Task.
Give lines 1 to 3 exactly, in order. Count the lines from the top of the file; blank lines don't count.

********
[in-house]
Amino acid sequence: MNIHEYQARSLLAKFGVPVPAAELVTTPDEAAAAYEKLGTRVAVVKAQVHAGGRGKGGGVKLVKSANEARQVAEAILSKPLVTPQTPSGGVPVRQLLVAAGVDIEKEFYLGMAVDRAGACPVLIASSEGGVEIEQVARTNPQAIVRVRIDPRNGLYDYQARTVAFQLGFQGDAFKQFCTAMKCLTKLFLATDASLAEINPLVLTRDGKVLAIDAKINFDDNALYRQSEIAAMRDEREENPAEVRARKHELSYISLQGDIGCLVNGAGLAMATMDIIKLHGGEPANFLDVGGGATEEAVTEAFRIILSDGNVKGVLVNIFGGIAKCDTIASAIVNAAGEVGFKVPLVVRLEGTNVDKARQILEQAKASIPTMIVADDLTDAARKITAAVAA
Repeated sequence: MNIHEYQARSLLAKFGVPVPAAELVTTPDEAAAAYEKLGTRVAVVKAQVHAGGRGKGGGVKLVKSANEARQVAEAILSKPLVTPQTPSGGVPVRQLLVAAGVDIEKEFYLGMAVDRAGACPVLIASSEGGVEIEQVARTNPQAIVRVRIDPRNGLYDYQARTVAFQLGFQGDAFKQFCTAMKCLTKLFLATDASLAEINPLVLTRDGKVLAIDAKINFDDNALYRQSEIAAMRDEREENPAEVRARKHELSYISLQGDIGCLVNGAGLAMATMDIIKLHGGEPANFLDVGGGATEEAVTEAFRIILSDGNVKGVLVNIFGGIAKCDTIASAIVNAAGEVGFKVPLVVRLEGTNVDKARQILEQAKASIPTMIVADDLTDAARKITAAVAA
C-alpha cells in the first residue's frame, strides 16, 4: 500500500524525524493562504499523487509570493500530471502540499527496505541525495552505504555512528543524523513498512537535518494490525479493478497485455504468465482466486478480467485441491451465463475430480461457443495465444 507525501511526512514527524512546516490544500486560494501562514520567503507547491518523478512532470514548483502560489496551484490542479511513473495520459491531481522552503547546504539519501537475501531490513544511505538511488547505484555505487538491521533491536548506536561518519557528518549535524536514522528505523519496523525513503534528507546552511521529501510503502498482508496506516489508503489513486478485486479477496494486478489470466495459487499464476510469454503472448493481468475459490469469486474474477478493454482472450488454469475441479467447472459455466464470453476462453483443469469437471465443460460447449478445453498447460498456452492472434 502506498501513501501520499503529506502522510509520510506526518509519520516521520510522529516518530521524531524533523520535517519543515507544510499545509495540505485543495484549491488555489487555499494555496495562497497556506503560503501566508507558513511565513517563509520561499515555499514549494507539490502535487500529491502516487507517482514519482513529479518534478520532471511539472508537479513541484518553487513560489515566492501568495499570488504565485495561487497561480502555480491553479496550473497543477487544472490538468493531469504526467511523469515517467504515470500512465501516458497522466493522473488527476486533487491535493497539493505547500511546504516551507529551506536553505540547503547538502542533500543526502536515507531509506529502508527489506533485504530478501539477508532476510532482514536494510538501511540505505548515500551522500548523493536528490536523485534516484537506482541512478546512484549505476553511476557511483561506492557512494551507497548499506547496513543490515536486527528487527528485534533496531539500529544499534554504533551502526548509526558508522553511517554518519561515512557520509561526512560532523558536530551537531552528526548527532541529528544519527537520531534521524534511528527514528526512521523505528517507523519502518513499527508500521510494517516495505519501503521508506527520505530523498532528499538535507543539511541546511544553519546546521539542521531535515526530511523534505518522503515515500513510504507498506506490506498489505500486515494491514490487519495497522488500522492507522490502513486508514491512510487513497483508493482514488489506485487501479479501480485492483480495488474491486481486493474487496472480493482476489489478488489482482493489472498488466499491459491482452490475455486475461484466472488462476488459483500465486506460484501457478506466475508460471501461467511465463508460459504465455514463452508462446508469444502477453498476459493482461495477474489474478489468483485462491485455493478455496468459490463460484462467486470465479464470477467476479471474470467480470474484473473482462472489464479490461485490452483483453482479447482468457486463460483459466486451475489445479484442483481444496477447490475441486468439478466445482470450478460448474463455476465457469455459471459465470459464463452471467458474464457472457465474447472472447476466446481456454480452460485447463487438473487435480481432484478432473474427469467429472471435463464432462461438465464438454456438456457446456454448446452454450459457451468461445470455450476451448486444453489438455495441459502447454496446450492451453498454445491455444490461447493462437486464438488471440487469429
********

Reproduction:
[in-house]
Amino acid sequence: MNIHEYQARSLLAKFGVPVPAAELVTTPDEAAAAYEKLGTRVAVVKAQVHAGGRGKGGGVKLVKSANEARQVAEAILSKPLVTPQTPSGGVPVRQLLVAAGVDIEKEFYLGMAVDRAGACPVLIASSEGGVEIEQVARTNPQAIVRVRIDPRNGLYDYQARTVAFQLGFQGDAFKQFCTAMKCLTKLFLATDASLAEINPLVLTRDGKVLAIDAKINFDDNALYRQSEIAAMRDEREENPAEVRARKHELSYISLQGDIGCLVNGAGLAMATMDIIKLHGGEPANFLDVGGGATEEAVTEAFRIILSDGNVKGVLVNIFGGIAKCDTIASAIVNAAGEVGFKVPLVVRLEGTNVDKARQILEQAKASIPTMIVADDLTDAARKITAAVAA
Repeated sequence: MNIHEYQARSLLAKFGVPVPAAELVTTPDEAAAAYEKLGTRVAVVKAQVHAGGRGKGGGVKLVKSANEARQVAEAILSKPLVTPQTPSGGVPVRQLLVAAGVDIEKEFYLGMAVDRAGACPVLIASSEGGVEIEQVARTNPQAIVRVRIDPRNGLYDYQARTVAFQLGFQGDAFKQFCTAMKCLTKLFLATDASLAEINPLVLTRDGKVLAIDAKINFDDNALYRQSEIAAMRDEREENPAEVRARKHELSYISLQGDIGCLVNGAGLAMATMDIIKLHGGEPANFLDVGGGATEEAVTEAFRIILSDGNVKGVLVNIFGGIAKCDTIASAIVNAAGEVGFKVPLVVRLEGTNVDKARQILEQAKASIPTMIVADDLTDAARKITAAVAA